MONDAY, Jan. 5, 2004 (HealthDayNews) -- Researchers have linked psoriasis to genetic activity involved with the development of the vascular system, a discovery that could lead to additional therapies for treating psoriasis.
Psoriasis is a lifelong skin disease that occurs when faulty signals in the immune system cause skin cells to regenerate too quickly. Extra skin cells build up on the skin's surface, forming red, flaky, scaly lesions that can itch, crack, bleed and be extremely painful.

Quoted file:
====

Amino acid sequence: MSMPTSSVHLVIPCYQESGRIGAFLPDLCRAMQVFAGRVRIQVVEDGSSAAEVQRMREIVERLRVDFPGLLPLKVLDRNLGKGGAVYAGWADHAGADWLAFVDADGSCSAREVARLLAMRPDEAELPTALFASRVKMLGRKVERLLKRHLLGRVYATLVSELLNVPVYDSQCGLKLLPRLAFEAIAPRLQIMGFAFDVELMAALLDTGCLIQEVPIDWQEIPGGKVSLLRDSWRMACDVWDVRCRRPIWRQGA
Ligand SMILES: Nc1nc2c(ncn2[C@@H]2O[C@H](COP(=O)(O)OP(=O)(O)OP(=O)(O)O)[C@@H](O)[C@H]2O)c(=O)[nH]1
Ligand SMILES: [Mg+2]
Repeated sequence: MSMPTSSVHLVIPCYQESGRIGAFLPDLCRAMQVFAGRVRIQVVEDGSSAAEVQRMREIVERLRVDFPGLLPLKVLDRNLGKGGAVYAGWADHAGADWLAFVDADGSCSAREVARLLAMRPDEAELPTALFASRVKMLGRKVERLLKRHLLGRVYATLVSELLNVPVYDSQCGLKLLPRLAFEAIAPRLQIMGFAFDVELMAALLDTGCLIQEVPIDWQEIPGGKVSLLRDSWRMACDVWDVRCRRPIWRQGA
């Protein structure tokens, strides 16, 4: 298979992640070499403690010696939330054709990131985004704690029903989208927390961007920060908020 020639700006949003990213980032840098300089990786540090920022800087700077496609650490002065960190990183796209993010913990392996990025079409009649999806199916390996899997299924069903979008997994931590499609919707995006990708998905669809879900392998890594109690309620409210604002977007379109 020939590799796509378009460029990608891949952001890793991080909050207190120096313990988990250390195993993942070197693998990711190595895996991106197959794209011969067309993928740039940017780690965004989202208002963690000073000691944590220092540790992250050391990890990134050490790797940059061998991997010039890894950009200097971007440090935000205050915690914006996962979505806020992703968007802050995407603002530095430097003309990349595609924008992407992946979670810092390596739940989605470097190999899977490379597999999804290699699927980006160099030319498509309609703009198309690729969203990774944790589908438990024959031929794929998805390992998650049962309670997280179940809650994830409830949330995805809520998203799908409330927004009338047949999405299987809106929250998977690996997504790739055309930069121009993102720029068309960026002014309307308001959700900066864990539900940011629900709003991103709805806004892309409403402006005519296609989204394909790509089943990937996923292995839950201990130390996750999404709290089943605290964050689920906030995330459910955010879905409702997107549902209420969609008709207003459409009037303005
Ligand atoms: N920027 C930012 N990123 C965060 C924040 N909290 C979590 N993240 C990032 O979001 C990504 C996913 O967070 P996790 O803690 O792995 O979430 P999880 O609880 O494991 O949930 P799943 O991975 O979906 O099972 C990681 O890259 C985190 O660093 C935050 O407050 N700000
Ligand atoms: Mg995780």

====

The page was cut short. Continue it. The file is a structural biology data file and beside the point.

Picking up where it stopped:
Previous research has shown that a gene that regulates vascular development, Vascular Endothelial Growth Factor (VEGF), is found in high levels in psoriatic skin lesions.
Now British physicians have found certain variations of the VEGF gene occur with greater frequency in some people with psoriasis. Drugs that block the activity of VEGF could one day be used to treat psoriasis, the researchers conclude.
The study was conducted by Dr. Helen S. Young and her colleagues at the University of Manchester. It appears in the Jan. 3 issue of the Journal of Investigative Dermatology.
Here's where you can learn more about psoriasis.